Biden Admin Announces Plan to Ban Medical Debt From Hurting Credit Scores

The Biden administration on Thursday proposed a new rule to ban medical debt from harming credit scores.
Biden Admin Announces Plan to Ban Medical Debt From Hurting Credit Scores
Vice President Kamala Harris speaks during a conversation with U.S. actor John Leguizamo, not pictured, during the Congressional Hispanic Caucus Institute Leadership Conference at the Walter E. Washington Convention Center in Washington on Sept. 20, 2023. (Brendan Smialowski/AFP via Getty Images)
Caden Pearson

The Biden administration on Thursday announced plans to bar medical debt from negatively impacting the credit scores of millions of Americans.

Vice President Kamala Harris outlined the proposal, telling reporters that unpaid medical debt is held by more than 100 million Americans, contending that it has “harmed people’s credit scores.”

Ms. Harris announced the proposal alongside Rohit Chopra, head of the Consumer Financial Protection Bureau (CFPB), which is tasked with developing the new regulations.

“No one in our nation should have to go into debt just to get the quality health care that they need,” said Ms. Harris, who noted that this belief is also held by President Joe Biden.

The proposed regulations, if enacted, would mark one of the most significant federal actions taken to address the issue of medical debt.

The CFPB’s proposed rule would bar medical debts and collection data from being included in consumer reports used for credit decisions by creditors, and creditors won’t be able to use medical debt when assessing people for loans.

However, under the proposed rule, creditors would still have access to medical bill information for purposes such as confirming the necessity of medical forbearances or assessing loan applications for medical expenses.

“Many of the debts that people have accrued are due to medical emergencies,” Ms. Harris said. “We know credit scores determine whether a person can have economic health and well-being, much less the ability to grow their wealth.”

These measures, Ms. Harris contended, will significantly improve the credit scores of millions of Americans, opening up opportunities for financial advancement.

“For example,” she added, “more people will qualify for a car loan. Instead of taking three buses to work, they can drive themselves. More working people will qualify for a home mortgage from a local bank instead of continuing to pay rent or resorting to a predatory lender.”

“That home, in turn, will help them to pass on intergenerational wealth,” she continued. “And it will be easier for entrepreneurs to get a loan and open a small business, which we know benefits the economy of entire communities.”

The move to curtail credit reporting and debt collection by hospitals and other medical providers is likely to encounter opposition from industry stakeholders.

The development of the new rules may require some time, as administration officials have suggested that they will not be finalized until next year.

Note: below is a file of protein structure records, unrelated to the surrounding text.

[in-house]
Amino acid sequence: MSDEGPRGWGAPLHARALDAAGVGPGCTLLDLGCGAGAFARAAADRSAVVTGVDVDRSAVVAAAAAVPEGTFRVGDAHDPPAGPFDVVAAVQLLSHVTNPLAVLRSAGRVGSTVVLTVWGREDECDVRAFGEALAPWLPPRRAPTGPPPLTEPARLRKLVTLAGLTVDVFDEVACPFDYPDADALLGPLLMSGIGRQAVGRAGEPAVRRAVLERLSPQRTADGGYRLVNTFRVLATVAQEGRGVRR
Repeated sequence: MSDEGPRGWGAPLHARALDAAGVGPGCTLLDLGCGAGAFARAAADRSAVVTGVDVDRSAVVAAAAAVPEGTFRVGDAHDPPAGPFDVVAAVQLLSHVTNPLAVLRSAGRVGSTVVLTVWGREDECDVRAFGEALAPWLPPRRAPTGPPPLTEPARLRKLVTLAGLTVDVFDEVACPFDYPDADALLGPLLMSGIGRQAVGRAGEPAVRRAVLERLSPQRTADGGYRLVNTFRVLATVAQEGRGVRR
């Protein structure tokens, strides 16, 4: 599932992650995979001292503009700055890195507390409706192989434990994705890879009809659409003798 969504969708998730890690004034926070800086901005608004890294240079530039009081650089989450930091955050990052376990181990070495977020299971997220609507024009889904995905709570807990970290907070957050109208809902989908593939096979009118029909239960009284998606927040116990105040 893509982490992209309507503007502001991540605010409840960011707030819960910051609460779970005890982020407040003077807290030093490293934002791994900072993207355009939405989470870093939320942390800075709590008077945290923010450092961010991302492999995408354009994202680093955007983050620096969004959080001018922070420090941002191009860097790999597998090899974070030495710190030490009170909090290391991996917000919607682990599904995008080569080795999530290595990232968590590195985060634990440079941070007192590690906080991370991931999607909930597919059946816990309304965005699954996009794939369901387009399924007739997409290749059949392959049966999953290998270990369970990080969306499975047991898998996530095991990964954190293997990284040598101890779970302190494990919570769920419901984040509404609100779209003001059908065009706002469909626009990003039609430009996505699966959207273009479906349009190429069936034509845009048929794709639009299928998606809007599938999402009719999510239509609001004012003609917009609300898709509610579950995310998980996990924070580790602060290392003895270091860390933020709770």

Around 20 percent of Americans acknowledged having medical debt, equating to roughly 66 million people, according to a CFPB report from 2022.

The CFPB’s earlier analysis found that medical billing data in credit reports is less reliable for predicting future repayment compared to traditional credit obligations. This is due to common errors and inaccuracies, further compounded by issues like insurance disputes and complex billing practices.

“Research shows that medical bills have little predictive value in credit decisions, yet tens of millions of American households are dealing with medical debt on their credit reports,” said Ms. Chopra. “When someone gets sick, they should be able to focus on getting better, rather than fighting debt collectors trying to extort them into paying bills they may not even owe.”

Additionally, the CFPB, created in response to the 2008 financial crisis, faces challenges, including potential threats to its future posed by a Supreme Court case that questions federal regulatory powers.

The CFPB points out that the Fair Credit Reporting Act restricts creditors’ utilization of medical data for credit decisions and sets boundaries on the incorporation of medical information in credit reports.

Apart from medical debt, Americans, mostly between the ages of 18 and 39, are also grappling with credit card debt.

Rising living costs are pushing more Americans to rely on credit cards, leading to a historic milestone with U.S. credit card debt recently surpassing $1 trillion.

Increased credit card use often signals financial challenges like delayed bill payments.

Surprisingly, many Americans avoid discussing their credit card struggles, and a Bankrate survey found that 15 percent overspend without their partner’s approval, while 9 percent have undisclosed credit card debt. Delinquency rates are rising, with 43 percent making only minimum monthly payments.